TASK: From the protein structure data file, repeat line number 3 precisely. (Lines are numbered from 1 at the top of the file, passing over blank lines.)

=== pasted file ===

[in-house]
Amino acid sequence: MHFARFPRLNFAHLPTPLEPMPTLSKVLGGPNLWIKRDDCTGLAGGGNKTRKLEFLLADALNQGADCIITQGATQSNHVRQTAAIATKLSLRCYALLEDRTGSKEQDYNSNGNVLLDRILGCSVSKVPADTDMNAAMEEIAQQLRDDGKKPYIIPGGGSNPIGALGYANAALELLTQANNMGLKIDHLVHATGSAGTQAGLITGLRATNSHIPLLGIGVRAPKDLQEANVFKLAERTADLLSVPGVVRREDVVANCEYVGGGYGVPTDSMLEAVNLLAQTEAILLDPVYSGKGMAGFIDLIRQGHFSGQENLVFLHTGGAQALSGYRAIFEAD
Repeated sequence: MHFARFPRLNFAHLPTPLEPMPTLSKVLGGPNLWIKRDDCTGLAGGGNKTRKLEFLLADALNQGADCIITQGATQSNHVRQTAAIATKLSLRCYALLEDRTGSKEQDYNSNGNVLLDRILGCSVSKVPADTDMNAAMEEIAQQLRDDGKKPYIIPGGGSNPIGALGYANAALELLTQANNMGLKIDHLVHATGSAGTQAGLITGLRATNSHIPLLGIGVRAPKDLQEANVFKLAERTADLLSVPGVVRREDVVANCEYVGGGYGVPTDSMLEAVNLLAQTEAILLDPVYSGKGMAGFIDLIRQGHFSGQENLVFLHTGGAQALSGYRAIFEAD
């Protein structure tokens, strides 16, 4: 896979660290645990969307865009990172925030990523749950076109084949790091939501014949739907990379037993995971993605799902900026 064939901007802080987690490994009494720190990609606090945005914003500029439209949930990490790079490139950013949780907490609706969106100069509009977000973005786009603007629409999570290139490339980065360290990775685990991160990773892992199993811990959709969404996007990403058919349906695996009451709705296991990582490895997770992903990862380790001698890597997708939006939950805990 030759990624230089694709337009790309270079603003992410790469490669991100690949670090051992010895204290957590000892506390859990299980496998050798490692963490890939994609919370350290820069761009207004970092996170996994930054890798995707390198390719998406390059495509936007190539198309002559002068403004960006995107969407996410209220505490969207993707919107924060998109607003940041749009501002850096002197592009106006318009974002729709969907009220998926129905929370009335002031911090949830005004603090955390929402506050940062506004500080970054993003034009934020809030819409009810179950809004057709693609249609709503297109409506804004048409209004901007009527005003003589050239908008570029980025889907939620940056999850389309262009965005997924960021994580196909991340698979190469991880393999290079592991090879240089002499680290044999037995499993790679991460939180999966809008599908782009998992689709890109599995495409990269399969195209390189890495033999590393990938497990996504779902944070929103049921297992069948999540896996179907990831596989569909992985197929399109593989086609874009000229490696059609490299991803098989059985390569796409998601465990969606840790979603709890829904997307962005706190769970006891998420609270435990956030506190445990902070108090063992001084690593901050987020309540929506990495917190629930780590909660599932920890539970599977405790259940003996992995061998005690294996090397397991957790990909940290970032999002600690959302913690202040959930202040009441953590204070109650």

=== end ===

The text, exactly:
Repeated sequence: MHFARFPRLNFAHLPTPLEPMPTLSKVLGGPNLWIKRDDCTGLAGGGNKTRKLEFLLADALNQGADCIITQGATQSNHVRQTAAIATKLSLRCYALLEDRTGSKEQDYNSNGNVLLDRILGCSVSKVPADTDMNAAMEEIAQQLRDDGKKPYIIPGGGSNPIGALGYANAALELLTQANNMGLKIDHLVHATGSAGTQAGLITGLRATNSHIPLLGIGVRAPKDLQEANVFKLAERTADLLSVPGVVRREDVVANCEYVGGGYGVPTDSMLEAVNLLAQTEAILLDPVYSGKGMAGFIDLIRQGHFSGQENLVFLHTGGAQALSGYRAIFEAD